The Korean airpower demonstration consisted of the Sabre doing tail chases against its old foe, the Russian designed MiG-15 "Fagot" which came as a nasty shock when it first entered combat in Korea.   Although it had better armament and nearly the same performance as the F-86, the MiG-15 was at the wrong end of a roughly 10 to 1 kill ratio, due largely to superior training of the American pilots.

Several aerobatic aircraft strutted their stuff and provided some balance to the military equipment on display.

The ever-popular Sean Tucker flew his custom built Oracle Challenge in a wide variety of difficult maneuvers, both with and without smoke.

Craig Teft was the other aerobatic performer, showing off the various stomach churning moves he can do in his Pitts Special.

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There was a highly unusual aerobatic act at the show, a German designed Bo-105 helicopter, which because of its solid rotor hub system can perform some very unhelicopter-like moves such as barrel rolls and full loops!   The helicopter is sponsored by the Red Bull energy drink, which supports quite a few aircraft around the world, including Bill Reeseman's MiG-17 "Fresco" which flew at Aviation Nation, as well as a Grumman Albatross seaplane which was on static display.

The modern military displays were started off with an air force "Heritage Flight" with three generations of American fighters in formation.

A different three generation Heritage Flight was flown in the morning with a P-51, F-86, F-15 and F-16, which means that it would have been theoretically possible to have had a formation with four generations of fighter, if the P-51, F-86, F-15 and F-22 had been flown together.   The F-86, F-15 and F-16 did fly together, but again if the F-22 had been substituted for the F-16 then it would have been a formation with three generations of jet fighters.   There were quite possibly excellent technical or logistical reasons why these other formations weren't flown.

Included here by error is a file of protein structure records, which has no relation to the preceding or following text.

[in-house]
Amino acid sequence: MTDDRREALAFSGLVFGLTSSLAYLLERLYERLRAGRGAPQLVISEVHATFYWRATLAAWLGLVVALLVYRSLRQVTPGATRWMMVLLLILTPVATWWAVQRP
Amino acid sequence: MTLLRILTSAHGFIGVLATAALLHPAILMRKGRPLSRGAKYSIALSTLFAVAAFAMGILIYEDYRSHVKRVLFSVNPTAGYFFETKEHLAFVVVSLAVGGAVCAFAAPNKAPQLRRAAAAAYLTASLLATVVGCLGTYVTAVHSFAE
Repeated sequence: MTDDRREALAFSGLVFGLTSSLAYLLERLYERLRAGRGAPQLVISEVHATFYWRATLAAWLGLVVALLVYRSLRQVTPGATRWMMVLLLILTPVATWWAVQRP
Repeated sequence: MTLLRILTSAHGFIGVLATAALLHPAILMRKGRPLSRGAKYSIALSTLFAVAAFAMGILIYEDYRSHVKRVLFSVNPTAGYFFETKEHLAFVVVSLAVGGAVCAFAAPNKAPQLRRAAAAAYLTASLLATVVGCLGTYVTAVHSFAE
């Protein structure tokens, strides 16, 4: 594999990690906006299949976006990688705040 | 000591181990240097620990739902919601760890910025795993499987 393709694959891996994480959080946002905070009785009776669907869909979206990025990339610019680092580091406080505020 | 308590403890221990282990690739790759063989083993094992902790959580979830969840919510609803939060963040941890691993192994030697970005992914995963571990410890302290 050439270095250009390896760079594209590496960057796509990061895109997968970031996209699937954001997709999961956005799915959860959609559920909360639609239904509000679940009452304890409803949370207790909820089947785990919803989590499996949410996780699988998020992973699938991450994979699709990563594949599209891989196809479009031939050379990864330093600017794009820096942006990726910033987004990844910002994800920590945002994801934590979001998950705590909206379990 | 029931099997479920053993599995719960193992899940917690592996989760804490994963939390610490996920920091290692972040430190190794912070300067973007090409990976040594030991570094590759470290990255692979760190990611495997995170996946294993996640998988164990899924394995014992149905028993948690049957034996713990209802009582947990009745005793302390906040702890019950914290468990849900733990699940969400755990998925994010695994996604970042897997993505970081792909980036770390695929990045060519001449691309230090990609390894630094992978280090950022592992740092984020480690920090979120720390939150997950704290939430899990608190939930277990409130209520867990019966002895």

The navy also had the opportunity to do a "Legacy Flight" with the F6F Hellcat, A-1 Skyraider, Sea Fury and F-18F Super Hornet, an unusual mixture of fighters with a ground attack plane, as well as American and British designed aircraft flying together!

An F-18F also did a solo display, which I consider to be the most exciting of the American fighter demonstrations because of the range of maneuvers done in close proximity to the crowd.

The show organizers were unable to get a Typhoon or Tornado, but they did pull off a coup with a different foreign aircraft, this Belgian air force F-16 Fighting Falcon.   Several Belgian F-16s were at Nellis for a Green Flag exercise, but in America it's an extremely rare event to have a demonstration by a foreign aircraft.   As far as I know, the Belgians only did one other display in America, at the Edwards AFB show.

The Belgian and Dutch F-16 displays are widely regarded as the best in the world.   As well as using smoke generators and on some occasions flares, the Belgians and Dutch both do a very high power routine with lots of afterburner, all while staying close in to the crowd.